Mr. Patten : I recognise the hon. Gentleman's serious interest in the issue. He is right that parents who, for a variety of reasons, cannot control their children, or who have sought help because of their children's unruly

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behaviour, should not be punished by the law. However, it is right that we should follow the signposts provided by the Labour Government's Children and Young Persons Act 1969, which provides that parents can be bound over on a recognisance of £500 to ensure the proper conduct of their children. I look forward to new and imaginative thoughts on the issue in the forthcoming Labour party policy review, though heaven knows what they will be.

Mr. Nicholas Bennett : As parents are already required to go to court in truancy cases, and as most children who are at risk indulge in criminal activities at the age of 14 or 15, will my hon. Friend reconsider the time limit? It can take up to two years to get the parent and the child to court. Will he also reconsider the penalties which can be imposed? Will he ensure that such cases are dealt with as quickly as possible as there is no point in taking children to court once they have left school?

Mr. Patten : My hon. Friend is absolutely right. The best form of justice is the swiftest form of justice, particularly when dealing with children. Such delays are undesirable and I shall bring them to the attention of my right hon. Friend who is responsible for these matters. In addition, I agree that the attendance of parents in court when their children are being tried is very desirable indeed, and I am sure that all of my hon. Friends would wish to see that happen on every such occasion.

Mr. Randall : How would the Minister's much publicised new proposal dealing with the failure to prevent child crime, to which he indirectly referred just now, distinguish between parents who turn a blind eye and those who genuinely cannot cope with the behaviour of their children? Does the Minister realise that his proposal is unworkable and, at best, would increase family breakdown and create even more homelessness? Is he aware that there are already enough powers to make parents accountable for the behaviour of their children? Why, therefore, does he not throw his proposals in the dustbin, where they belong?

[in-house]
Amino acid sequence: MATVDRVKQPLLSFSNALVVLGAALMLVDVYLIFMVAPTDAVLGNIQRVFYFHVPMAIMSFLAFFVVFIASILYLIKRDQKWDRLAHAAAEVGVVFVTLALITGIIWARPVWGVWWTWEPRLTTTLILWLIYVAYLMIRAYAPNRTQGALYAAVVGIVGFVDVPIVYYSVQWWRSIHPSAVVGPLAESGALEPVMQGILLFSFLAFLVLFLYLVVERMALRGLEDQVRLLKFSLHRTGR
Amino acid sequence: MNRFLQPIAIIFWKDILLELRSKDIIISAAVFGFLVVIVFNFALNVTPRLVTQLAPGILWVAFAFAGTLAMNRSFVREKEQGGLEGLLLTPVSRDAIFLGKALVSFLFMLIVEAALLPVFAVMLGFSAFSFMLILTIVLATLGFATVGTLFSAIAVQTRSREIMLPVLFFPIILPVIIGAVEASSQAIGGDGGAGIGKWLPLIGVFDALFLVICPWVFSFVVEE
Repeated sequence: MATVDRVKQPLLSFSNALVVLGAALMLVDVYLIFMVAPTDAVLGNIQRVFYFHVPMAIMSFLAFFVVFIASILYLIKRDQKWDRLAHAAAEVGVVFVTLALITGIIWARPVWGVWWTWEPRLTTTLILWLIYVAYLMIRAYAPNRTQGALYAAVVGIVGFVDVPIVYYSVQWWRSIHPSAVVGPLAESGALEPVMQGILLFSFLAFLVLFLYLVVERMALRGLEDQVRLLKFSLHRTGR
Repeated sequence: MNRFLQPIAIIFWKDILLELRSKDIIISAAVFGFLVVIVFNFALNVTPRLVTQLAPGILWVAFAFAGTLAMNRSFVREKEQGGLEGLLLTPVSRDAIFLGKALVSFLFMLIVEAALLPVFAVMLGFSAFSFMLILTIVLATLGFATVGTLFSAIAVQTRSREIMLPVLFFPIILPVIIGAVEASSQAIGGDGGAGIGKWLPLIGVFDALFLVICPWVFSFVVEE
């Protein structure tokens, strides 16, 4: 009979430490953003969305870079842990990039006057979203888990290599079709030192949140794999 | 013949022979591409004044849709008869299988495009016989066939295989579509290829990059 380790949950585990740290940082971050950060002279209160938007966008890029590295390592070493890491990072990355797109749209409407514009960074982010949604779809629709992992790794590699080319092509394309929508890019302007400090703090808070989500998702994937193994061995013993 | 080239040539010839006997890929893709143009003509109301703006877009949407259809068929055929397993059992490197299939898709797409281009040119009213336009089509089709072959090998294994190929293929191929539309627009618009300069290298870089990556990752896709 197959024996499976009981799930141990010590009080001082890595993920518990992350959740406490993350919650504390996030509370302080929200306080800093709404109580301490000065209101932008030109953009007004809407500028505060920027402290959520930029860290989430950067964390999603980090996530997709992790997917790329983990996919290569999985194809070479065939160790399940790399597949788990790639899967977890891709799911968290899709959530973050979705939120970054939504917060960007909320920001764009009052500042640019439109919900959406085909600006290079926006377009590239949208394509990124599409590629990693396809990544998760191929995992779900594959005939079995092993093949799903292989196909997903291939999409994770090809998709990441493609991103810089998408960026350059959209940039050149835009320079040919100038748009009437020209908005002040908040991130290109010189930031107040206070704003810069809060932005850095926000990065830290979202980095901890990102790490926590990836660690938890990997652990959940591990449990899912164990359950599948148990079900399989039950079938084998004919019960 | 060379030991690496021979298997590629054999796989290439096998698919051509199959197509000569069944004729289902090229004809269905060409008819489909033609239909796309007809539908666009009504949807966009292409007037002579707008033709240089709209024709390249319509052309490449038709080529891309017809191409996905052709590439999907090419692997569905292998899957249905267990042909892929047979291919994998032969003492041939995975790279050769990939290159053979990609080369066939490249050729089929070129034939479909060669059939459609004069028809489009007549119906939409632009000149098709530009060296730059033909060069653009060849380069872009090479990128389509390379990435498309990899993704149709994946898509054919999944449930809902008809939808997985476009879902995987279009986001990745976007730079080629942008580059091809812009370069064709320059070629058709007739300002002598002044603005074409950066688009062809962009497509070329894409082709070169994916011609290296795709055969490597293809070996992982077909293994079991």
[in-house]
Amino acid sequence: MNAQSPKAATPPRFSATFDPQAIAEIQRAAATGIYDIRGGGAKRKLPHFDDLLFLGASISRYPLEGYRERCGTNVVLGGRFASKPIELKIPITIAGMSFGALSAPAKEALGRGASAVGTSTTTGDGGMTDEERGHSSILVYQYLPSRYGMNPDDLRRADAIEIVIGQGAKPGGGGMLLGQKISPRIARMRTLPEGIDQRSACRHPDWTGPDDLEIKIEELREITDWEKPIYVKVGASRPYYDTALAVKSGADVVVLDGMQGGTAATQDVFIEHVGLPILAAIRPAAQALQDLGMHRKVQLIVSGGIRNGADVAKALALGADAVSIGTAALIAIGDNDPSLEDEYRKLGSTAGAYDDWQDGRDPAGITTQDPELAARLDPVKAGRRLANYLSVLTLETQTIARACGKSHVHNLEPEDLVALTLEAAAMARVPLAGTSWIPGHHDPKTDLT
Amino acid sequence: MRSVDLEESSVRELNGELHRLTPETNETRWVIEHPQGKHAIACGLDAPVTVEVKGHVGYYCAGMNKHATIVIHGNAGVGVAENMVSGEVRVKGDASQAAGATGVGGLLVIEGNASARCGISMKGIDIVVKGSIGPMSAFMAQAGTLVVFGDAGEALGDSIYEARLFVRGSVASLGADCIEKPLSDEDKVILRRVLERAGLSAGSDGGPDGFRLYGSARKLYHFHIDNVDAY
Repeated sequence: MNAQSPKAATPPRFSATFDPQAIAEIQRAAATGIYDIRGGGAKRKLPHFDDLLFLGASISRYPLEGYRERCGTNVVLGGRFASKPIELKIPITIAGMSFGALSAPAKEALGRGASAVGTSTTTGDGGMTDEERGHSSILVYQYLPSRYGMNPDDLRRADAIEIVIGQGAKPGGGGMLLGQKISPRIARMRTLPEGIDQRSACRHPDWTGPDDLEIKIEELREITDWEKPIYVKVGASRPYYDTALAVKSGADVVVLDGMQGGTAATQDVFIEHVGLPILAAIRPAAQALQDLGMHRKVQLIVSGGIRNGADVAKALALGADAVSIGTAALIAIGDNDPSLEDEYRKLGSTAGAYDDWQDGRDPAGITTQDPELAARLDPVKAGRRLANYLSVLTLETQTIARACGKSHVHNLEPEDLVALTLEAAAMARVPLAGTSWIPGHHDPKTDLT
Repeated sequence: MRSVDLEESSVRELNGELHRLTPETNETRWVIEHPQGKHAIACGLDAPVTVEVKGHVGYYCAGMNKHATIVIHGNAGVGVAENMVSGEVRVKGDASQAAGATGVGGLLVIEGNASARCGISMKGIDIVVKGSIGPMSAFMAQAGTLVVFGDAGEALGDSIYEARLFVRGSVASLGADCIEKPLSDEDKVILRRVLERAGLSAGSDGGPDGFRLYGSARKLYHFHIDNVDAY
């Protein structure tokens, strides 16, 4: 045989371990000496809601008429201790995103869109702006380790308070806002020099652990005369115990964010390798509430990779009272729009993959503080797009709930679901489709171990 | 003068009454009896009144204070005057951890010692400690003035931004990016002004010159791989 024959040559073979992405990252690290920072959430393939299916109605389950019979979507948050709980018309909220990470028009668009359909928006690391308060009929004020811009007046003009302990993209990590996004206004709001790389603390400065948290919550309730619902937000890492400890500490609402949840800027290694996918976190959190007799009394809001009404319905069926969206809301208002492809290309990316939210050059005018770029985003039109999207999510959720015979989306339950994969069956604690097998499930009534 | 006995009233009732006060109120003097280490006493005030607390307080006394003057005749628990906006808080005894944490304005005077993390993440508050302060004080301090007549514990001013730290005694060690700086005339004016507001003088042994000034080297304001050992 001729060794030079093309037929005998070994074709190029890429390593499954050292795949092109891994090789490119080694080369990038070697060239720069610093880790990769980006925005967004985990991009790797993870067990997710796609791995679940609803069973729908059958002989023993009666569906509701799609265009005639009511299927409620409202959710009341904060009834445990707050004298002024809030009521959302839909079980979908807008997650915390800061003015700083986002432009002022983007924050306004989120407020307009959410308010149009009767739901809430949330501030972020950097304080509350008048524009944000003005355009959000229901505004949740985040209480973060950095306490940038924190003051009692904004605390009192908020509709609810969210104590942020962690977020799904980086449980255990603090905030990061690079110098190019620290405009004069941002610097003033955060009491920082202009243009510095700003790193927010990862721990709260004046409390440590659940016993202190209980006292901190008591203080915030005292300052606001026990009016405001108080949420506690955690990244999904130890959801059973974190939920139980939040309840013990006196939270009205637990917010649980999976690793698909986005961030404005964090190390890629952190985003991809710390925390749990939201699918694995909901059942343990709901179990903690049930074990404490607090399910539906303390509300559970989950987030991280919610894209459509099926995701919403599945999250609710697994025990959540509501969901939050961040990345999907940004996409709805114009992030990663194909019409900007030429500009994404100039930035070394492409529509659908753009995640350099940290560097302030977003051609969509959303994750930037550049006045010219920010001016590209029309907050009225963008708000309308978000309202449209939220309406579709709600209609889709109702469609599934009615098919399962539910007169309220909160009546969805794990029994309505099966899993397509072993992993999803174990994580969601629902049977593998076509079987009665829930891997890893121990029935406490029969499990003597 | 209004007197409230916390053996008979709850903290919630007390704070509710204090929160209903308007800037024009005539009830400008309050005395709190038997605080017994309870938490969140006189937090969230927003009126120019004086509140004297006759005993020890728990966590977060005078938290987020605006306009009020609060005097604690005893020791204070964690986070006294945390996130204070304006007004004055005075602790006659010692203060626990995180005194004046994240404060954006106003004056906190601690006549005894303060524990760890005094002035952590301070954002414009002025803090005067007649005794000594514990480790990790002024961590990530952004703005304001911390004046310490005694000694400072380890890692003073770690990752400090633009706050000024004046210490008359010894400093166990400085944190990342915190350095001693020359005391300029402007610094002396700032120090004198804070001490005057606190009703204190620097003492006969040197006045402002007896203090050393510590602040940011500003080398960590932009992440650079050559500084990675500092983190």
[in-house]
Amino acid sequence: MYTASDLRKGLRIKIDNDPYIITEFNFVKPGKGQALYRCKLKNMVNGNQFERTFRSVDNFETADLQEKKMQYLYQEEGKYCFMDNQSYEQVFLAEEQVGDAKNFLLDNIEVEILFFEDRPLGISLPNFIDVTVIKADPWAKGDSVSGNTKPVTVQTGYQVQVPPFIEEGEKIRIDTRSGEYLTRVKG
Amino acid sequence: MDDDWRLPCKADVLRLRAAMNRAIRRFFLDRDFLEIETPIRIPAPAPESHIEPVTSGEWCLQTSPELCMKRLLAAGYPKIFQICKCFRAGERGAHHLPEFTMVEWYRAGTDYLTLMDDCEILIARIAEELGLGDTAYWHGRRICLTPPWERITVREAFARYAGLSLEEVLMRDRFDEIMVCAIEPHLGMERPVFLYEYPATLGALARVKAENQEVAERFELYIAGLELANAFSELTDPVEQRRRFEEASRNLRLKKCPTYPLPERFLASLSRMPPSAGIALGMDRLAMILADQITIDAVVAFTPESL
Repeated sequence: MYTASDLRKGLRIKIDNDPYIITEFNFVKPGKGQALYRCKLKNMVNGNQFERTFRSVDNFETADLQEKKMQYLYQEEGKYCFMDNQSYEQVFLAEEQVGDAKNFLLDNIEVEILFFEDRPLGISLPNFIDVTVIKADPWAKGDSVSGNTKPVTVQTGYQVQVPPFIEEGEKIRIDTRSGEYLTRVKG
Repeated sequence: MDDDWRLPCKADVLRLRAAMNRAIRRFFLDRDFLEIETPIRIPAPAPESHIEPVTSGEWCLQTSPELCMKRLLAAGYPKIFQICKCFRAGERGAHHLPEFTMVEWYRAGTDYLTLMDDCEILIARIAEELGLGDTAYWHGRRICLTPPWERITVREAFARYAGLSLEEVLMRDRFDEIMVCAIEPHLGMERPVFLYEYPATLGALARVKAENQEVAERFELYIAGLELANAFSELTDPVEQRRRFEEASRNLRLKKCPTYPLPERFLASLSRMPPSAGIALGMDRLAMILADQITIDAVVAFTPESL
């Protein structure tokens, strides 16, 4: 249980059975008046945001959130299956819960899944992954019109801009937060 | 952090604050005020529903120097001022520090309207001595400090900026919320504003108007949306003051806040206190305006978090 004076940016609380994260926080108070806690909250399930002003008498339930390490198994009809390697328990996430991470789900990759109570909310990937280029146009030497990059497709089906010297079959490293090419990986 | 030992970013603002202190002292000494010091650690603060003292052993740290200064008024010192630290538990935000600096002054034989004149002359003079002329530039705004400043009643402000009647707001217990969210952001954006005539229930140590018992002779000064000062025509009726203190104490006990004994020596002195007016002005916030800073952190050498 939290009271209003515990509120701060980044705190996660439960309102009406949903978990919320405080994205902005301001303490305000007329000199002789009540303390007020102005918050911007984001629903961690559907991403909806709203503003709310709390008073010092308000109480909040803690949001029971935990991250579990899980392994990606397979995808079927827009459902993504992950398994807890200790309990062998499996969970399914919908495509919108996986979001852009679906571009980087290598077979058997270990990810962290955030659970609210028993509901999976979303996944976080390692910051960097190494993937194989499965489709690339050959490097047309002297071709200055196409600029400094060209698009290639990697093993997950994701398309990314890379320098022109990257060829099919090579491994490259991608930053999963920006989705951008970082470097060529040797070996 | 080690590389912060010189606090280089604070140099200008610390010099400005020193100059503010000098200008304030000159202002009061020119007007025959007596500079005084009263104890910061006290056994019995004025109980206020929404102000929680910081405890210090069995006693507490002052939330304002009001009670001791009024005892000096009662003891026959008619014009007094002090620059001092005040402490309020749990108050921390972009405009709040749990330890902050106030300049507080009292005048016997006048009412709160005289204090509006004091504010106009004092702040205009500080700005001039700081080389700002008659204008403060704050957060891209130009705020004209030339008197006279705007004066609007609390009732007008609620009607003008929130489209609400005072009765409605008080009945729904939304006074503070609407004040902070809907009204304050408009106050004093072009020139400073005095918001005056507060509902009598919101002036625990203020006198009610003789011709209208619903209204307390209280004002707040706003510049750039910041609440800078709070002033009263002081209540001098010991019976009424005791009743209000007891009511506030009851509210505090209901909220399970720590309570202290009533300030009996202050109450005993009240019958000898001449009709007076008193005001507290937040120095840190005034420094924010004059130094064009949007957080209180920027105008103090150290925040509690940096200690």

Mr. Patten : I answer no to the hon. Gentleman's second and third questions. As to his first question, if he had bothered to read my words he would have seen that in the four or five-page document in which these ideas are presented the methods are very carefully set out. Should we proceed with such an offence, those parents who are not able to deal with their offending children can be separated from the deliberately delinquent parents and the deliberately delinquent children, about whom the Labour party has no ideas at all. If the hon. Gentleman's question is good evidence of the new thinking emerging from the Labour party's policy review, heaven help the Labour party.

Neighbourhood Watch

7. Mr. Carrington : To ask the Secretary of State for the Home Department how many neighbourhood watch schemes are now established in England and Wales.

Mr. John Patten : At the end of March 1989 there were 66,423 neighbourhood watch schemes in England and Wales, covering approximately 3 million households. This is a new record--28 per cent. more neighbourhood watches than a year ago.

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Mr. Carrington : I am very grateful to my hon. Friend for his reply. Does he agree that the neighbourhood watch schemes have led to a reduction in the number of burglaries, particularly in London, and that their proven success in reducing crime is the best way of increasing the number of schemes and of encouraging residents to join and to participate?